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Global Coordinated Regulatory Reform For OTC Derivatives Is Creating A New Interest Rate Swap Market

Alternative methods of managing exposure will see greater adoption due to regulatory reform, according to a new report from TABB Group.

Coordinated global regulation for the over-the-counter (OTC) derivatives markets is creating a dramatically different market for interest rate swaps with central clearing for end-users, the use of organised trading facilities and increased transparency and reporting requirements, according to a new report from TABB Group.

The report suggests that alternative methods of managing exposure will see greater adoption due to regulatory reform, specifically in the U.S and Europe where efforts will force standardized derivatives onto trading facilities with central clearing. This will create a new trading landscape for OTC interest rate swaps.

"New central clearing requirements for end-users such as asset managers and hedge funds will require these clients to post initial margin and variation margin, substantially raising the cost of doing business particularly for longer dated instruments," says Andy Nybo, TABB principal, head of derivatives and author of the new report.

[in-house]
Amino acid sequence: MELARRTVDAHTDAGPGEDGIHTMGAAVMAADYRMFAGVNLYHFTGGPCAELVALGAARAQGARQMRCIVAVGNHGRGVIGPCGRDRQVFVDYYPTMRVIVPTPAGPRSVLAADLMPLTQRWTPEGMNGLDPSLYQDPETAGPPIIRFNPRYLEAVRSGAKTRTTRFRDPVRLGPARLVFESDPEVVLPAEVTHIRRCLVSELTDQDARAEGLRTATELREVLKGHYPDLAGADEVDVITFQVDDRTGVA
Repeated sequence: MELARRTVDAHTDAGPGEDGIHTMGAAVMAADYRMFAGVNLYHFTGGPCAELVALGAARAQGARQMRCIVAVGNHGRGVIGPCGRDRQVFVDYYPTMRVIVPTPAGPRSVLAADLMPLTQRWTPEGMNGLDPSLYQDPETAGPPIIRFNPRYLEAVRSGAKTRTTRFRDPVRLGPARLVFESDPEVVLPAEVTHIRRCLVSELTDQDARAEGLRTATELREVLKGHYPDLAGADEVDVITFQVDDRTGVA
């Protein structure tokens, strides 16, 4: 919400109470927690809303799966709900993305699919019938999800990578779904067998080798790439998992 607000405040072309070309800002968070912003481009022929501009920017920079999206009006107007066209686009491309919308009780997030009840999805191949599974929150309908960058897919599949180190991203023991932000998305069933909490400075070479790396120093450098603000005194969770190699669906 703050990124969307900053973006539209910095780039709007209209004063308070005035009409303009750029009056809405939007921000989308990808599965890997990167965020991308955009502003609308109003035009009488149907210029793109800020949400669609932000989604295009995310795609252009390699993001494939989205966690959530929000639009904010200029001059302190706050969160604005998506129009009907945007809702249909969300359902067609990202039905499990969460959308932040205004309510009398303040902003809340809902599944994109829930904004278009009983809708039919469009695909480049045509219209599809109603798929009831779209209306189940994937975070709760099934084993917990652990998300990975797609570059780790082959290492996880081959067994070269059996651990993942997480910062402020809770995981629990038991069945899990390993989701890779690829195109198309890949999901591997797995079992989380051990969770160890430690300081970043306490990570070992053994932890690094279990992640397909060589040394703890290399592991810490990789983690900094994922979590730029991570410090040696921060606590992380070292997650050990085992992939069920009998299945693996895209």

As transaction costs and other expenses associated with margin and capital requirements rise, TABB Group believes that market participants will be prompted to search for alternative methods of managing their interest rate exposure.

To date, several exchanges have offered a number of alternative instruments intended to replicate characteristics of interest rate swaps but, Nybo points out in the report, "their adoption has been anaemic as structural characteristics have limited their utility."

As final regulations move closer to completion, with the new market structure expected to require swaps to trade on organized trade facilities and swap execution facilities, Nybo says that market participants are not yet abandoning traditional interest rate swaps.

"Existing interest rate swap markets will continue to be critical for managing global interest rate exposures, especially for large active users in the financial, utilities, technology and industrial goods sectors, big consumers of capital who require significant liquidity across multiple currencies," he said. Melanie Rodier has worked as a print and broadcast journalist for over 10 years, covering business and finance, general news, and film trade news. Prior to joining Wall Street & Technology in April 2007, Melanie lived in Paris, where she worked for the International Herald ... View Full Bio

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